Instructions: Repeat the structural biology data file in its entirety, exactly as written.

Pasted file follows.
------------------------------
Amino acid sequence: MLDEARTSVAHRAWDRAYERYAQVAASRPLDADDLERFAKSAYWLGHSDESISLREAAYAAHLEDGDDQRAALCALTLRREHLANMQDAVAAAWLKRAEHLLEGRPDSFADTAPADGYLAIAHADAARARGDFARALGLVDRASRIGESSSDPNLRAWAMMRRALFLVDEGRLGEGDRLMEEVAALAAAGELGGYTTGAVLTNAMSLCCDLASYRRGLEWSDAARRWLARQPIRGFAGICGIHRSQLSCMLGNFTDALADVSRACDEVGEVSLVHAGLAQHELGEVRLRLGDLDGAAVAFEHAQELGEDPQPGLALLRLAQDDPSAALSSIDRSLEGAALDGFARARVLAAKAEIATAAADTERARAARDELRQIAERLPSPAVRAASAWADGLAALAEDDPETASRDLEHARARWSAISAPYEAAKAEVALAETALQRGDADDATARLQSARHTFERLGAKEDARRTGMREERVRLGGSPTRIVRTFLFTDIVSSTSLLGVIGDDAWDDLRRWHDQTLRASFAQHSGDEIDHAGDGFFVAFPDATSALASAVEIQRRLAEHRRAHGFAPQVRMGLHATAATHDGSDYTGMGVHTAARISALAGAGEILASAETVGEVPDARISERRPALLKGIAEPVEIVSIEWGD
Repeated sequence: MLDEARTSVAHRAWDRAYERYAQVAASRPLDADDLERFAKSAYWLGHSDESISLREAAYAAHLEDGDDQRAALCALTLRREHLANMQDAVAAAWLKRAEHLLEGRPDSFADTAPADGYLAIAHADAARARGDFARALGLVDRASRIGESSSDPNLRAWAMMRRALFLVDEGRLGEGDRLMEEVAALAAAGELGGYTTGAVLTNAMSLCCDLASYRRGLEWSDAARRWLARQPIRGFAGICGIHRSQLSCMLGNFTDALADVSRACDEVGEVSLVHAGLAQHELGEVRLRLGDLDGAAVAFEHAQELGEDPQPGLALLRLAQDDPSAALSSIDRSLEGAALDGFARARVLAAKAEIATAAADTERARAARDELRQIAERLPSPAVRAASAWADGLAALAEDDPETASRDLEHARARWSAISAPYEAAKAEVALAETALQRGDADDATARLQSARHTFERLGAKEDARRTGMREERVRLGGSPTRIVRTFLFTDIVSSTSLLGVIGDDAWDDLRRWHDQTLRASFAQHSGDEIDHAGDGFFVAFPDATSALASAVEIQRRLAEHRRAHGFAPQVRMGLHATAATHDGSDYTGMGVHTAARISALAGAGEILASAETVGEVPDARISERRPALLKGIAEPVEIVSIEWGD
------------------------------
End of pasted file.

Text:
Amino acid sequence: MLDEARTSVAHRAWDRAYERYAQVAASRPLDADDLERFAKSAYWLGHSDESISLREAAYAAHLEDGDDQRAALCALTLRREHLANMQDAVAAAWLKRAEHLLEGRPDSFADTAPADGYLAIAHADAARARGDFARALGLVDRASRIGESSSDPNLRAWAMMRRALFLVDEGRLGEGDRLMEEVAALAAAGELGGYTTGAVLTNAMSLCCDLASYRRGLEWSDAARRWLARQPIRGFAGICGIHRSQLSCMLGNFTDALADVSRACDEVGEVSLVHAGLAQHELGEVRLRLGDLDGAAVAFEHAQELGEDPQPGLALLRLAQDDPSAALSSIDRSLEGAALDGFARARVLAAKAEIATAAADTERARAARDELRQIAERLPSPAVRAASAWADGLAALAEDDPETASRDLEHARARWSAISAPYEAAKAEVALAETALQRGDADDATARLQSARHTFERLGAKEDARRTGMREERVRLGGSPTRIVRTFLFTDIVSSTSLLGVIGDDAWDDLRRWHDQTLRASFAQHSGDEIDHAGDGFFVAFPDATSALASAVEIQRRLAEHRRAHGFAPQVRMGLHATAATHDGSDYTGMGVHTAARISALAGAGEILASAETVGEVPDARISERRPALLKGIAEPVEIVSIEWGD
Repeated sequence: MLDEARTSVAHRAWDRAYERYAQVAASRPLDADDLERFAKSAYWLGHSDESISLREAAYAAHLEDGDDQRAALCALTLRREHLANMQDAVAAAWLKRAEHLLEGRPDSFADTAPADGYLAIAHADAARARGDFARALGLVDRASRIGESSSDPNLRAWAMMRRALFLVDEGRLGEGDRLMEEVAALAAAGELGGYTTGAVLTNAMSLCCDLASYRRGLEWSDAARRWLARQPIRGFAGICGIHRSQLSCMLGNFTDALADVSRACDEVGEVSLVHAGLAQHELGEVRLRLGDLDGAAVAFEHAQELGEDPQPGLALLRLAQDDPSAALSSIDRSLEGAALDGFARARVLAAKAEIATAAADTERARAARDELRQIAERLPSPAVRAASAWADGLAALAEDDPETASRDLEHARARWSAISAPYEAAKAEVALAETALQRGDADDATARLQSARHTFERLGAKEDARRTGMREERVRLGGSPTRIVRTFLFTDIVSSTSLLGVIGDDAWDDLRRWHDQTLRASFAQHSGDEIDHAGDGFFVAFPDATSALASAVEIQRRLAEHRRAHGFAPQVRMGLHATAATHDGSDYTGMGVHTAARISALAGAGEILASAETVGEVPDARISERRPALLKGIAEPVEIVSIEWGD